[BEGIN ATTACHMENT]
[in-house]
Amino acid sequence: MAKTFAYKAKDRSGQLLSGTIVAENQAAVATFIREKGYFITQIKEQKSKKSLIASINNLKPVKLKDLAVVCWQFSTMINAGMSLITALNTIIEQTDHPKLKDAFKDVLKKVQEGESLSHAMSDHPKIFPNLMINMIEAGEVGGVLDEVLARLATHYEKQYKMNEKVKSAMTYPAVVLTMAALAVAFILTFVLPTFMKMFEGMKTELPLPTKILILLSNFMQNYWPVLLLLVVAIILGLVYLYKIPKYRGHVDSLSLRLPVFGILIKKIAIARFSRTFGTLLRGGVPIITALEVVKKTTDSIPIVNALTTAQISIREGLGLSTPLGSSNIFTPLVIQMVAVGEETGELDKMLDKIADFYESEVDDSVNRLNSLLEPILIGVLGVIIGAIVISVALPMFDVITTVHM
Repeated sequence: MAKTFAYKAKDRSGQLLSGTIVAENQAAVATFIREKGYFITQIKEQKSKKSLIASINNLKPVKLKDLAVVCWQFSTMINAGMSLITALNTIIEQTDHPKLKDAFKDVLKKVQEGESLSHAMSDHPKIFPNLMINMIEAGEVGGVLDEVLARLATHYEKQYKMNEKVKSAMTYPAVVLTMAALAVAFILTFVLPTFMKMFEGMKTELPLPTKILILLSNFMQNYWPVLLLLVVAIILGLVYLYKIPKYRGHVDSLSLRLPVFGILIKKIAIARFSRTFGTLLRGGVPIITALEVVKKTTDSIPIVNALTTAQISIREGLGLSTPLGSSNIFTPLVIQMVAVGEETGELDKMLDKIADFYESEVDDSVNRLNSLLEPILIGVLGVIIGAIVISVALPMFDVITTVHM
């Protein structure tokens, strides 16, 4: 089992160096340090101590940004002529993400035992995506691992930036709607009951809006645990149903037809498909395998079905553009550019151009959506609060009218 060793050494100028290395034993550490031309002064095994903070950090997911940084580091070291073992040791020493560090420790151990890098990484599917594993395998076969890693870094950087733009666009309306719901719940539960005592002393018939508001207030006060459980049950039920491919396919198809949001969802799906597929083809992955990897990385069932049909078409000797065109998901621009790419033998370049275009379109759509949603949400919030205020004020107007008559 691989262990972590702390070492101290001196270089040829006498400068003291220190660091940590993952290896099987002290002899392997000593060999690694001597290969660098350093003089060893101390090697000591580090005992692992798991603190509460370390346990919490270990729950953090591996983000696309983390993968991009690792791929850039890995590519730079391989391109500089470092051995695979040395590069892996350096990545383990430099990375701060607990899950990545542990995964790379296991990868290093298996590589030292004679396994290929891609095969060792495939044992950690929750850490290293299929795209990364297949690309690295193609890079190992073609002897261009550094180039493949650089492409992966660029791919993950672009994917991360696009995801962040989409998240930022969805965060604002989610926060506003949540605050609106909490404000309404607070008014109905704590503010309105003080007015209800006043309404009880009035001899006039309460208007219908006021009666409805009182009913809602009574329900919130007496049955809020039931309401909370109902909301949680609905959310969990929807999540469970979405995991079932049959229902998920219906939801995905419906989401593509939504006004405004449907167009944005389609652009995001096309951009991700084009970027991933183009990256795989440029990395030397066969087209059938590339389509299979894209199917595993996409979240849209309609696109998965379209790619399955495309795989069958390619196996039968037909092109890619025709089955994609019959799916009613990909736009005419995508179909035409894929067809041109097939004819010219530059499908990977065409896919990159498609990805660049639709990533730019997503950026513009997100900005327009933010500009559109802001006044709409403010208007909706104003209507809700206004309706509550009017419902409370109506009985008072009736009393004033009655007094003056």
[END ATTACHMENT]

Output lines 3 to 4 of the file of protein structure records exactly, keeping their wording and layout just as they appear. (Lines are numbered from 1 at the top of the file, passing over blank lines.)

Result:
Repeated sequence: MAKTFAYKAKDRSGQLLSGTIVAENQAAVATFIREKGYFITQIKEQKSKKSLIASINNLKPVKLKDLAVVCWQFSTMINAGMSLITALNTIIEQTDHPKLKDAFKDVLKKVQEGESLSHAMSDHPKIFPNLMINMIEAGEVGGVLDEVLARLATHYEKQYKMNEKVKSAMTYPAVVLTMAALAVAFILTFVLPTFMKMFEGMKTELPLPTKILILLSNFMQNYWPVLLLLVVAIILGLVYLYKIPKYRGHVDSLSLRLPVFGILIKKIAIARFSRTFGTLLRGGVPIITALEVVKKTTDSIPIVNALTTAQISIREGLGLSTPLGSSNIFTPLVIQMVAVGEETGELDKMLDKIADFYESEVDDSVNRLNSLLEPILIGVLGVIIGAIVISVALPMFDVITTVHM
């Protein structure tokens, strides 16, 4: 089992160096340090101590940004002529993400035992995506691992930036709607009951809006645990149903037809498909395998079905553009550019151009959506609060009218 060793050494100028290395034993550490031309002064095994903070950090997911940084580091070291073992040791020493560090420790151990890098990484599917594993395998076969890693870094950087733009666009309306719901719940539960005592002393018939508001207030006060459980049950039920491919396919198809949001969802799906597929083809992955990897990385069932049909078409000797065109998901621009790419033998370049275009379109759509949603949400919030205020004020107007008559 691989262990972590702390070492101290001196270089040829006498400068003291220190660091940590993952290896099987002290002899392997000593060999690694001597290969660098350093003089060893101390090697000591580090005992692992798991603190509460370390346990919490270990729950953090591996983000696309983390993968991009690792791929850039890995590519730079391989391109500089470092051995695979040395590069892996350096990545383990430099990375701060607990899950990545542990995964790379296991990868290093298996590589030292004679396994290929891609095969060792495939044992950690929750850490290293299929795209990364297949690309690295193609890079190992073609002897261009550094180039493949650089492409992966660029791919993950672009994917991360696009995801962040989409998240930022969805965060604002989610926060506003949540605050609106909490404000309404607070008014109905704590503010309105003080007015209800006043309404009880009035001899006039309460208007219908006021009666409805009182009913809602009574329900919130007496049955809020039931309401909370109902909301949680609905959310969990929807999540469970979405995991079932049959229902998920219906939801995905419906989401593509939504006004405004449907167009944005389609652009995001096309951009991700084009970027991933183009990256795989440029990395030397066969087209059938590339389509299979894209199917595993996409979240849209309609696109998965379209790619399955495309795989069958390619196996039968037909092109890619025709089955994609019959799916009613990909736009005419995508179909035409894929067809041109097939004819010219530059499908990977065409896919990159498609990805660049639709990533730019997503950026513009997100900005327009933010500009559109802001006044709409403010208007909706104003209507809700206004309706509550009017419902409370109506009985008072009736009393004033009655007094003056």